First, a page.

On Valentine’s Day

I know, Valentine’s Day is over. And if we’re honest, I’m not sure that there is much to say you haven’t heard:

  • True, it is a holiday that allows all those sappy love birds to wear their heart on their sleeves (but really, the type of people who do this on Valentine’s Day are probably just as likely to do this on any other day too. They love love, and they are in love, and they see it as something to celebrate. Can’t hate them for that).
  • Yes, it can have the backwards effect of highlighting all the people in the world who–whether they love love or not–simply are not IN love on this one specific day. (Whoops, sorry guys, no celebrating for you this year.)
  • And ultimately, it was turned commercial in America by an alumnae of my very own alma-mater, Ms. Esther Howland.

In my own world, it doesn’t mean so much. It’s just a day that has turned into an excuse to try to wear red in as inconspicuous a way as possible…a challenge I give myself each year, but never even relay to other people. Some examples: I wear a normal outfit but the socks under my boots have red stars, or I go to work in a suit but wear a necklace my dad gave me once with a ruby-red garnet in it. Each year, my sister and I exchange cards or thoughts and one time a stuffed bear, and it always makes me smile. But she’s really the only one on my list. Basically, Valentine’s Day is no big deal.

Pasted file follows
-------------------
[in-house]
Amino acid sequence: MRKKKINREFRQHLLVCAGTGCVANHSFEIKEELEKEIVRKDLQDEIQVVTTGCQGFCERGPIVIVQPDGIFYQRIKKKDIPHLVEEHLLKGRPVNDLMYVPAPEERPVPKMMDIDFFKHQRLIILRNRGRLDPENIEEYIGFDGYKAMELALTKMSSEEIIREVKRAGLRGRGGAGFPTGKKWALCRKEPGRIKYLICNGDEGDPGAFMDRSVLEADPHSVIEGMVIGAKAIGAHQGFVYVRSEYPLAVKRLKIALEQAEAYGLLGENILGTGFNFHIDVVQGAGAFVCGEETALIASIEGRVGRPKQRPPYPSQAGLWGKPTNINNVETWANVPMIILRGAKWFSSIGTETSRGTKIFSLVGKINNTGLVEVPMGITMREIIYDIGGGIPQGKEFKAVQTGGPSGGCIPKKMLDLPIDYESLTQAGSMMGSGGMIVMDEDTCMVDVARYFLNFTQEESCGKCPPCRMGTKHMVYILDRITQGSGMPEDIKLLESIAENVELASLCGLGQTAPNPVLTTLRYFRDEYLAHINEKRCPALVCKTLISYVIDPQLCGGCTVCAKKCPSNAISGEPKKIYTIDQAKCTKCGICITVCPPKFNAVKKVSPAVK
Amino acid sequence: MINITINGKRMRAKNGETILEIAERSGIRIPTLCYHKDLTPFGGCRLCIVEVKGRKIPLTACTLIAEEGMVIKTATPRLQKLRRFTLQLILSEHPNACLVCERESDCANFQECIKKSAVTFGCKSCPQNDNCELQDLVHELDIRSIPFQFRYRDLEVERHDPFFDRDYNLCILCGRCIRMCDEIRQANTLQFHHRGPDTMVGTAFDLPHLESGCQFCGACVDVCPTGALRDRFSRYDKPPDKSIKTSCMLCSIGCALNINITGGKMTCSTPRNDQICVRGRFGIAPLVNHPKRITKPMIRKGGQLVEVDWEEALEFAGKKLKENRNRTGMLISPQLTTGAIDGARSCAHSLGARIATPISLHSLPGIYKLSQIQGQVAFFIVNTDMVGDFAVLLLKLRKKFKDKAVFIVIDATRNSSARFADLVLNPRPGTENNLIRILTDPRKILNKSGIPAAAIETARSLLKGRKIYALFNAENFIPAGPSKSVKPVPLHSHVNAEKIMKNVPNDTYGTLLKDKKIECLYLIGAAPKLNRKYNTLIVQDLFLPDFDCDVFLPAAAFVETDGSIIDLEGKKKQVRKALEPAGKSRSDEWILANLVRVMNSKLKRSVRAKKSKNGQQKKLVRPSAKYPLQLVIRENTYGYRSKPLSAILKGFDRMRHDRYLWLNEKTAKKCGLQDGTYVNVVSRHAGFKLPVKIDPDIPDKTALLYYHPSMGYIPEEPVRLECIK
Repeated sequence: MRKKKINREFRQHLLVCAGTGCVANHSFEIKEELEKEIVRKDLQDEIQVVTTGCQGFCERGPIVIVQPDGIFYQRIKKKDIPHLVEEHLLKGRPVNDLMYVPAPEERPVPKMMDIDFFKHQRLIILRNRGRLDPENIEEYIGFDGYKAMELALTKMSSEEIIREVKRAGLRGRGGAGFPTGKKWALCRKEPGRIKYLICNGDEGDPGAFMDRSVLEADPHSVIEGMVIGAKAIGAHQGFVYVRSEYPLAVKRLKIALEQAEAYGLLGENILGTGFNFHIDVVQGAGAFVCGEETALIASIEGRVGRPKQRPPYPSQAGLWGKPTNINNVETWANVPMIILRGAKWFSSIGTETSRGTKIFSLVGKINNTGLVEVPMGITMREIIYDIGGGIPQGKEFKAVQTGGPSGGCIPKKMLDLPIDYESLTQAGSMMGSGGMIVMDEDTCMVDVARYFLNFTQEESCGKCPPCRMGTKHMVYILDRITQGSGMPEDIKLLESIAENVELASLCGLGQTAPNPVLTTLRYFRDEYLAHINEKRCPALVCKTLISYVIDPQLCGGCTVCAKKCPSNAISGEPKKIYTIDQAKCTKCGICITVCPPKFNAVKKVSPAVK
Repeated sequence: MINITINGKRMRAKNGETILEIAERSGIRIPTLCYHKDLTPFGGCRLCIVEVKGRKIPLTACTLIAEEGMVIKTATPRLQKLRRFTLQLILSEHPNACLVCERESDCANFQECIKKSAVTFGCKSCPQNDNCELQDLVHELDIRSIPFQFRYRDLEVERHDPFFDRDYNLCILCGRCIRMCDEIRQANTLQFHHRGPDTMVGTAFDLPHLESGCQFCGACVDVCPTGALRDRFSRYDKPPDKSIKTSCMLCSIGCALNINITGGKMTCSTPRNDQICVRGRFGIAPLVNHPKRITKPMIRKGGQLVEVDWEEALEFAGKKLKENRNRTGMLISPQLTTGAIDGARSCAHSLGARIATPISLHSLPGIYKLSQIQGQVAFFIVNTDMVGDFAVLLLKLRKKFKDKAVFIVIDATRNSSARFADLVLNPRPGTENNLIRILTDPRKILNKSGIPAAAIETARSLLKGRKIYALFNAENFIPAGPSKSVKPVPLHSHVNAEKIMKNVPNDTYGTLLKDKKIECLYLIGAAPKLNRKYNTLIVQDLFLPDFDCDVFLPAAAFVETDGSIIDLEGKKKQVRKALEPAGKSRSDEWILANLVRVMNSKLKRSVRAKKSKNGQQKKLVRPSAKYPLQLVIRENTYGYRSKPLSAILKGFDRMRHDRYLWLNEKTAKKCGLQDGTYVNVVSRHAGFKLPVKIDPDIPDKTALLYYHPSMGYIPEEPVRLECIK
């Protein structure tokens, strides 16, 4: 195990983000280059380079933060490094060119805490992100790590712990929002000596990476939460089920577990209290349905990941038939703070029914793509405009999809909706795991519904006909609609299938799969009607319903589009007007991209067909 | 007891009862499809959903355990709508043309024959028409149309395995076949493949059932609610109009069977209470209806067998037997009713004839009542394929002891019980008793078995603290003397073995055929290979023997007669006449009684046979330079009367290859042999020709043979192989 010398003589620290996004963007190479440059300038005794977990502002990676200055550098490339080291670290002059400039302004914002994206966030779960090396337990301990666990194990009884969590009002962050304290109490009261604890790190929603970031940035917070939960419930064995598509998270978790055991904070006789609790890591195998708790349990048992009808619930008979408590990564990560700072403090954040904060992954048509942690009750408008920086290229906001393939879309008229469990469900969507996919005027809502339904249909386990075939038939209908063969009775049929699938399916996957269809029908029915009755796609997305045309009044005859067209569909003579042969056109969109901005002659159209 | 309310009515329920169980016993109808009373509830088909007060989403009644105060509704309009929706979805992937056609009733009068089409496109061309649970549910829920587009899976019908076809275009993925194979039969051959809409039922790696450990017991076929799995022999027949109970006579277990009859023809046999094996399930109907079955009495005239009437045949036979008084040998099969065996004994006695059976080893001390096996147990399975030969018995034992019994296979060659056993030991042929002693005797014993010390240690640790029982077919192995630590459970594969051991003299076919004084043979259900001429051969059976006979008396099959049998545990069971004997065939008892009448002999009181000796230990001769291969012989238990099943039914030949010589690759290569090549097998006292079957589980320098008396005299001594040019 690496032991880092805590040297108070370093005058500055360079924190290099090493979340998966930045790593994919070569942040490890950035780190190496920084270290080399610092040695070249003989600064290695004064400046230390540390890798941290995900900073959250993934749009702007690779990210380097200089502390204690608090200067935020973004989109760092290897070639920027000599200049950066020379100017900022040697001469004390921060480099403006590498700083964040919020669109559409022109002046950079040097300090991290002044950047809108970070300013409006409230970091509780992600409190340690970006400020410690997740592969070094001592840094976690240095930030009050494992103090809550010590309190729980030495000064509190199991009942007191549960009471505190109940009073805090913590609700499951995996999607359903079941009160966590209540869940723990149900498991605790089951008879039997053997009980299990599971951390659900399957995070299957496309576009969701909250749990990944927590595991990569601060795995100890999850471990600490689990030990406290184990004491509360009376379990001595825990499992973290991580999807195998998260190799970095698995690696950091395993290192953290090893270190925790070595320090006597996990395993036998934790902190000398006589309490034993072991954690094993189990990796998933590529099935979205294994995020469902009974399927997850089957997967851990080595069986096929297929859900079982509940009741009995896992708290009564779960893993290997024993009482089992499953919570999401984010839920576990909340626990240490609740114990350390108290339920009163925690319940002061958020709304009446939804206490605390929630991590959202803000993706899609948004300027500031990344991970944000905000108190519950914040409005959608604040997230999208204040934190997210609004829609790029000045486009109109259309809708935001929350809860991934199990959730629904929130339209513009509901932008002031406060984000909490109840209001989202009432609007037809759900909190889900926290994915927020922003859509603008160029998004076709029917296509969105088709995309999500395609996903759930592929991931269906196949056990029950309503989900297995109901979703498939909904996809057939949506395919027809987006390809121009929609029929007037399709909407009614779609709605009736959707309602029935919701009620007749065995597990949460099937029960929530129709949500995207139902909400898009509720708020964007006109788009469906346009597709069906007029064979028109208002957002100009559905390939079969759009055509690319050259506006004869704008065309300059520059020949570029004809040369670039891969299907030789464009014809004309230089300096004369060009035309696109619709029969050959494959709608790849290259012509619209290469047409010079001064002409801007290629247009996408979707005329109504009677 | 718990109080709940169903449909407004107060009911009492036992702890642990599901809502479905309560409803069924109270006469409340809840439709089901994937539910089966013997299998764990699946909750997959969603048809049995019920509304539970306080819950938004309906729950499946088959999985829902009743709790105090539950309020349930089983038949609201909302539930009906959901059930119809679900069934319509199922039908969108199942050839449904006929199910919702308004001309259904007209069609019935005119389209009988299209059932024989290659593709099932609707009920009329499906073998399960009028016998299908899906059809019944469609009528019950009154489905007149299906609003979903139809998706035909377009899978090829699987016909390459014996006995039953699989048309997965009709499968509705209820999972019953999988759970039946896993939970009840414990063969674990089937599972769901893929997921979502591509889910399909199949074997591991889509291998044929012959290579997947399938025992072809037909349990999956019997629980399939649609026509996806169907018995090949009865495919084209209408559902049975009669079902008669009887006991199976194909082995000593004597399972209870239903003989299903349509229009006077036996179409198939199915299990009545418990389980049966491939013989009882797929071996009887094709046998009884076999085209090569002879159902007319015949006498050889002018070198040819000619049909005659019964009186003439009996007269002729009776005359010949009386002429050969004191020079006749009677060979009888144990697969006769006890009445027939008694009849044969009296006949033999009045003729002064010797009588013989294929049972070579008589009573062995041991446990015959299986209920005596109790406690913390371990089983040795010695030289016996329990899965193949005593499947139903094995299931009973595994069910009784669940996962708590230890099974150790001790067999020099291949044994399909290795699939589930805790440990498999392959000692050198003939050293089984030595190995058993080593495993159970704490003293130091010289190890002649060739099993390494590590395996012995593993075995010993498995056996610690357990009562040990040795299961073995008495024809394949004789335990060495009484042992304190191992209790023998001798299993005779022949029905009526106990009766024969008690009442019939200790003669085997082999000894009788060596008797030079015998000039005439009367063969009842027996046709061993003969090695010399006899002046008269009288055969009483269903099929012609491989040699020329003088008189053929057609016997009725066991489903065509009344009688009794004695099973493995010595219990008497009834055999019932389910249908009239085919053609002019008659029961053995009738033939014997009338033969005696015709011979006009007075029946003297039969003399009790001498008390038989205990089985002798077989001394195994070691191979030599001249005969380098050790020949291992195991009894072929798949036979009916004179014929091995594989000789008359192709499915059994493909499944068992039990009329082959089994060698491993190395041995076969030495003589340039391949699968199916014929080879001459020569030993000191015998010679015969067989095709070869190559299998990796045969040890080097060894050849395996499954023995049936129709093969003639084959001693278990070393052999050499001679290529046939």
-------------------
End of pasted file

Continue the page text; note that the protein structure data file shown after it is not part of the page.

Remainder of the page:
Then this year, all that changed. I wouldn’t be a girl if I didn’t admit that we all go through crushes. And maybe we build them up each year in the weeks leading up to this random day just out of curiosity for what might happen. 2013 was no different, except that when I woke up that morning, I decided to put it all away. All the mess, complication and crush. Just focus on me. Enjoy my day. I spent the morning in lectures, the afternoon transcribing interviews and the evening debating ideal toppings for froyo with amazing new friends in London. And I was happy.

Frozen Yogurt joy.

Frozen Yogurt joy.

Somewhere between oreos and chocolate sprinkles, I checked my phone and found an email from one of my closest friends at home. Addressed to our close-knit group of college friends, she told us about how growing up she’d always learned that Valentine’s Day was a day to celebrate all the people you love — platonic and romantic. It was a day to remind yourself of those you value, and to recognize the friendships that become unbreakable. The email was short, but more than sweet. It actually brought a (literal) tear to my eye. (Which, yes, is probably the first time anyone has every cried over frozen yogurt. Seriously, what is there to cry about when you involve yogurt, chocolate and fruit?)

So forget all those categories of people I listed out at the beginning of this post. I am a believer in Valentine’s Day, and I have certainly never been alone on any 14th of February. I have amazing friends and family across the world and not even the Atlantic Ocean can break or change the power of a good friend.

1307, if you’re reading this post, thank you for reminding me about everything important and true. And even though I probably owe you a phone call, I think you’re great.

One response to “On Valentine’s Day

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